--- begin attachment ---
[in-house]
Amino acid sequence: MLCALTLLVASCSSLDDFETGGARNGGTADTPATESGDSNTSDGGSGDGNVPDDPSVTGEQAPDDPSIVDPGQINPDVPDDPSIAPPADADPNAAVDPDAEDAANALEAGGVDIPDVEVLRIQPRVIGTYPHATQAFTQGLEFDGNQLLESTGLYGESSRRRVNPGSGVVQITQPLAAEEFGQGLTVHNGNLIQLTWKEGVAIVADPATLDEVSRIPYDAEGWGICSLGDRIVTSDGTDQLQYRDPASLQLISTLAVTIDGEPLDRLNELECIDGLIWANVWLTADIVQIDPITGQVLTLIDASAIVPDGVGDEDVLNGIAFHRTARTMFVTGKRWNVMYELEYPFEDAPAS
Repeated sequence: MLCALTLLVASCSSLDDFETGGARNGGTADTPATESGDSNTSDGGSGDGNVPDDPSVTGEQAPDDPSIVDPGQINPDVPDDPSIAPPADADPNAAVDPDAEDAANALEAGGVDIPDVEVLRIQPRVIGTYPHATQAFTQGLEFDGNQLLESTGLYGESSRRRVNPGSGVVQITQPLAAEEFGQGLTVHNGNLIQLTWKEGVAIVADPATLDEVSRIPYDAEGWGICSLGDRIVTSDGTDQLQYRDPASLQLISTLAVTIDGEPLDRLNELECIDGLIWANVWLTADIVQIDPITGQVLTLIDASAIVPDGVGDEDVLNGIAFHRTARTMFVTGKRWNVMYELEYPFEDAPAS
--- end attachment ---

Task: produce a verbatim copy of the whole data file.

[in-house]
Amino acid sequence: MLCALTLLVASCSSLDDFETGGARNGGTADTPATESGDSNTSDGGSGDGNVPDDPSVTGEQAPDDPSIVDPGQINPDVPDDPSIAPPADADPNAAVDPDAEDAANALEAGGVDIPDVEVLRIQPRVIGTYPHATQAFTQGLEFDGNQLLESTGLYGESSRRRVNPGSGVVQITQPLAAEEFGQGLTVHNGNLIQLTWKEGVAIVADPATLDEVSRIPYDAEGWGICSLGDRIVTSDGTDQLQYRDPASLQLISTLAVTIDGEPLDRLNELECIDGLIWANVWLTADIVQIDPITGQVLTLIDASAIVPDGVGDEDVLNGIAFHRTARTMFVTGKRWNVMYELEYPFEDAPAS
Repeated sequence: MLCALTLLVASCSSLDDFETGGARNGGTADTPATESGDSNTSDGGSGDGNVPDDPSVTGEQAPDDPSIVDPGQINPDVPDDPSIAPPADADPNAAVDPDAEDAANALEAGGVDIPDVEVLRIQPRVIGTYPHATQAFTQGLEFDGNQLLESTGLYGESSRRRVNPGSGVVQITQPLAAEEFGQGLTVHNGNLIQLTWKEGVAIVADPATLDEVSRIPYDAEGWGICSLGDRIVTSDGTDQLQYRDPASLQLISTLAVTIDGEPLDRLNELECIDGLIWANVWLTADIVQIDPITGQVLTLIDASAIVPDGVGDEDVLNGIAFHRTARTMFVTGKRWNVMYELEYPFEDAPAS